Often our prep sections are movement review, especially when workouts contain a variety of challenging exercises, the strength piece is weightlifting, or the class is embarking on a longer workout. This is very much a traditional approach to CrossFit with The Burgener Warm Up a detailed barbell based weightlifting warm up – serving as the quintessential example of a “classic” prep piece. These types of sessions provide coaches an invaluable opportunity to review proper movement mechanics, provide tips, and set you up to get the most of your workout that day.
Non-traditional movement prep days feature exercises that work towards correcting common movement and muscular imbalances that limit mechanics. Our typical squat warm up, a combination of deadbugs, glute activation drills, and goblet squats, is a great example of a non-traditional prep day. This collection of exercises not only introduces the mechanics of squatting but also has immediate carry over to performance with studies indicating isometric core exercises – think deadbug – improve your bodies ability to excel under load – think back squats. These prep days typically provide a few exercises you can do at home or before/after classes to improve performance, correct movement faults, and help make steady progress.
Strength & Skill Work
Strength refers to the barbell lifts, like deadlifts, squats, snatches, cleans, jerks, but may also include various accessory exercises, such as the the step up. This is a great time to practice these these movements and receive some extra attention from our coaches. Once you have consistently demonstrated your ability to execute a particular lift, you will be encouraged to gradually add weight. This is intensity! When performed properly, a heavy deadlift is a very intense experience. Strength days are a great day to work on consistency and slowly learn intensity.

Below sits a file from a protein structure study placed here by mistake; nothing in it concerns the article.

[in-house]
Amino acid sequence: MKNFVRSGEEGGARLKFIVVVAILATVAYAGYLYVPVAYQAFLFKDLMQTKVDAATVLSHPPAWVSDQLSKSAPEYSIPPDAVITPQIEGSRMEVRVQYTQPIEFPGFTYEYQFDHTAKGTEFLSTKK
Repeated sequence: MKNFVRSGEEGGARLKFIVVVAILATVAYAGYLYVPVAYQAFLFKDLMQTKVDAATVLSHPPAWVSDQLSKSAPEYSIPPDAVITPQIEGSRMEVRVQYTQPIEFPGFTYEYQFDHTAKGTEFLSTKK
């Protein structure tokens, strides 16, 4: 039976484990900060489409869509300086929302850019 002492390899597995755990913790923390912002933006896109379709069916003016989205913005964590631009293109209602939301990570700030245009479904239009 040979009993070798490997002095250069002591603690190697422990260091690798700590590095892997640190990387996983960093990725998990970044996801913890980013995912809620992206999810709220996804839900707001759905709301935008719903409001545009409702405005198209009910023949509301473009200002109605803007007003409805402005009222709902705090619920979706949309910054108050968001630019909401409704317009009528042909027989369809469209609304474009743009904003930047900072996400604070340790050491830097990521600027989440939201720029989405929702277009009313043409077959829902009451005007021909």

The other half of the Strength / Skill component is skill. Skill normally refers to gymnastics and bodyweight exercises, such as handstand push ups, toes-to-bar, pull ups, muscle ups, and L-sits. Typically in CrossFit classes most of the time spent on gymnastics is during conditioning with the music blaring, people shouting, and the intensity cranked to eleven. Our goal in the skill sessions is to break down gymnastics movements and develop consistency. Getting better at these movements requires a back to basics approach. We will spend time practicing being upside down in various positions, perform slow strict pull ups, and pepper in a variety of taxing core exercises. Once you are on the path to mastery of these movements, you can add in intensity via weight, large sets, and controlled reps.The focused practice of a skill session benefits every athlete, regardless of skill level pays off during metcons!